It's 50 years since the launch of the Minimoog and the latest Electronic Sound has a very special gold foil cover to celebrate. Our lead feature tells the inside story of this superb machine and we also have an exclusive seven-inch reissue of 'The Sound Of Moog', the demonstration disc that Moog released to welcome the Minimoog to the world.
The Minimoog wasn't the first portable synthesiser, but it was the most widely adopted and the most successful – both technologically and commercially. It was a prog rock staple during the early 1970s and a regular solo feature of many soul and funk records of the era too, not least because of its ability to sound slinky and sensual. It was also a foundation instrument for Kraftwerk, who used the deep and rounded bass tones to create the rubbery hooks of ‘Autobahn’, and for Gary Numan, who made it the star component of Tubeway Army's ‘Are ‘Friends’ Electric?’. In the years since, of course, the Minimoog has featured on countless other tracks, cementing its place in electronic music history as one of the very greatest synths of all time.
There’s plenty of other good stuff in this month’s magazine, including Clint Mansell on his soundtrack to Ben Wheatley’s new horror film, Mark Radcliffe and Paul Langley talking about their electropop project UNE, and details of this year’s Oram Awards winners. Plus Ian Boddy, Xeno & Oaklander, Efterklang, Humanoid, Richard Fearless, Portico Quartet, Lone, and a whole lot more besides. It’s nearly as phat as three slightly detuned Minimoog oscillators!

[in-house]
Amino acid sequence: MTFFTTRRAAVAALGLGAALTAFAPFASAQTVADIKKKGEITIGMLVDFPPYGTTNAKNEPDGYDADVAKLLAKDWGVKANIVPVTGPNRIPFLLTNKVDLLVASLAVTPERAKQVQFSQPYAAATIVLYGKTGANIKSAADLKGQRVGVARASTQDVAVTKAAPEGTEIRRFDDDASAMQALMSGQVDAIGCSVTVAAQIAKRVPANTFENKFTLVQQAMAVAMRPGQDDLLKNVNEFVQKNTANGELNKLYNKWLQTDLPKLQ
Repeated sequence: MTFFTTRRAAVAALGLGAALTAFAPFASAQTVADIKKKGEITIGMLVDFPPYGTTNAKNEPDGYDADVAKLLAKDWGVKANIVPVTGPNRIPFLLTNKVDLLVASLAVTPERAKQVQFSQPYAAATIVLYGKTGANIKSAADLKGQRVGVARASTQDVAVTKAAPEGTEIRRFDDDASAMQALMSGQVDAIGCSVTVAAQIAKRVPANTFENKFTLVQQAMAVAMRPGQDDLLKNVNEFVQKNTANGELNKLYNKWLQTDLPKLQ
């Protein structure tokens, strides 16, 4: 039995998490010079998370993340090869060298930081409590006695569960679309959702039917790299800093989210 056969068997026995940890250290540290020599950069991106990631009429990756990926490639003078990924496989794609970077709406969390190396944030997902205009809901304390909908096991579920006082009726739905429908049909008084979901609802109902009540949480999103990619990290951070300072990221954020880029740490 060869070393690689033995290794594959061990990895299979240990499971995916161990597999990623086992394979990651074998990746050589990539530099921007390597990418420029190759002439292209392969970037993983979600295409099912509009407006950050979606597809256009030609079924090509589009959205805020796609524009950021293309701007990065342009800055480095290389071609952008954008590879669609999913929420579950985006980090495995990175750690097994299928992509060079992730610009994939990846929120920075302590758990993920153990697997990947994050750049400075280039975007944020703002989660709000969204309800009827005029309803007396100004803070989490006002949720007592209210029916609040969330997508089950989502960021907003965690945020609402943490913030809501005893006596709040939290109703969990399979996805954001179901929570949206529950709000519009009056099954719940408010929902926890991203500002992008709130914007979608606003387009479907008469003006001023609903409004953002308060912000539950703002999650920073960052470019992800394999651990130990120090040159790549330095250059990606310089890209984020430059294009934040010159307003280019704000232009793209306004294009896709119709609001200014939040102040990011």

But that’s not all. We also have something a bit different to accompany this month's magazine – 'The Sound Of Moog', a black vinyl seven-inch reissue of the demonstration disc released by Moog in 1971 to introduce the Minimoog. Originally pressed as a flexi disc, it was given away in music shops and at musical instrument fairs in America, as well as being posted out to potential customers. On side one, narrator Jim Johnston discusses the next generation of “performance Moogs", by which he means the Minimoog. On side two, meanwhile, the company's new synthesiser is put through its paces by the acclaimed jazz keyboardist and Moog insider Chris Swansen. As with all of our seven-inch releases, this record is strictly limited and is only available to readers of Electronic Sound, so make sure you get your copy right away.